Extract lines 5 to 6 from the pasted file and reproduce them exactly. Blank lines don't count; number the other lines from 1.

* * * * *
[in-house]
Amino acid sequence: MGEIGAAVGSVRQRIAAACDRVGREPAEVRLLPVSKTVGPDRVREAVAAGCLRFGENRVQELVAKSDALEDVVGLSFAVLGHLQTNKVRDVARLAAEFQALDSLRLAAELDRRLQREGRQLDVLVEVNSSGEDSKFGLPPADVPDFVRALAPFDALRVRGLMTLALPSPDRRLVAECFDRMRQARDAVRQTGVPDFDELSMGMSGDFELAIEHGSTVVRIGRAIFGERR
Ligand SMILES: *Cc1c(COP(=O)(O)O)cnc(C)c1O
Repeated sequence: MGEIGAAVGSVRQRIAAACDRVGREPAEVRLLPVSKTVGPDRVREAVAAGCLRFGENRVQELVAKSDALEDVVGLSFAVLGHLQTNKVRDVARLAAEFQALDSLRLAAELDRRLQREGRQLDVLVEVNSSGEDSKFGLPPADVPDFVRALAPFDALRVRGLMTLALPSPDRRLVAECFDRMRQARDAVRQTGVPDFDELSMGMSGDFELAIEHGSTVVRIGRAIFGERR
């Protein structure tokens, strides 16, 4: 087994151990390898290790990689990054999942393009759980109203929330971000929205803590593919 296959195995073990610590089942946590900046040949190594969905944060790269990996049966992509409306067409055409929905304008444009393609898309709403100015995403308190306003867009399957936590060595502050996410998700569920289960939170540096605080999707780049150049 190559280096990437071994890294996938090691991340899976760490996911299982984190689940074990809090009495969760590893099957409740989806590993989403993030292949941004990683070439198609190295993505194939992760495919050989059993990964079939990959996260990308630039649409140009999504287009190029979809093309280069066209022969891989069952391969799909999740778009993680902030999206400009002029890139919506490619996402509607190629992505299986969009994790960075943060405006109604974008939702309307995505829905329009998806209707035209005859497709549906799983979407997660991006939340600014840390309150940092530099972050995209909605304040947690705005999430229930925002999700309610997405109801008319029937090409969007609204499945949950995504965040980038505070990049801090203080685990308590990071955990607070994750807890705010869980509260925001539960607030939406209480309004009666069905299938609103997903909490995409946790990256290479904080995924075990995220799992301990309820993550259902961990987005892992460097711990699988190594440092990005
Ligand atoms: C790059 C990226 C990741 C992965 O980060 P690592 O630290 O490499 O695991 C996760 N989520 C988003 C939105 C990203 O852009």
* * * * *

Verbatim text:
């Protein structure tokens, strides 16, 4: 087994151990390898290790990689990054999942393009759980109203929330971000929205803590593919 296959195995073990610590089942946590900046040949190594969905944060790269990996049966992509409306067409055409929905304008444009393609898309709403100015995403308190306003867009399957936590060595502050996410998700569920289960939170540096605080999707780049150049 190559280096990437071994890294996938090691991340899976760490996911299982984190689940074990809090009495969760590893099957409740989806590993989403993030292949941004990683070439198609190295993505194939992760495919050989059993990964079939990959996260990308630039649409140009999504287009190029979809093309280069066209022969891989069952391969799909999740778009993680902030999206400009002029890139919506490619996402509607190629992505299986969009994790960075943060405006109604974008939702309307995505829905329009998806209707035209005859497709549906799983979407997660991006939340600014840390309150940092530099972050995209909605304040947690705005999430229930925002999700309610997405109801008319029937090409969007609204499945949950995504965040980038505070990049801090203080685990308590990071955990607070994750807890705010869980509260925001539960607030939406209480309004009666069905299938609103997903909490995409946790990256290479904080995924075990995220799992301990309820993550259902961990987005892992460097711990699988190594440092990005
Ligand atoms: C790059 C990226 C990741 C992965 O980060 P690592 O630290 O490499 O695991 C996760 N989520 C988003 C939105 C990203 O852009």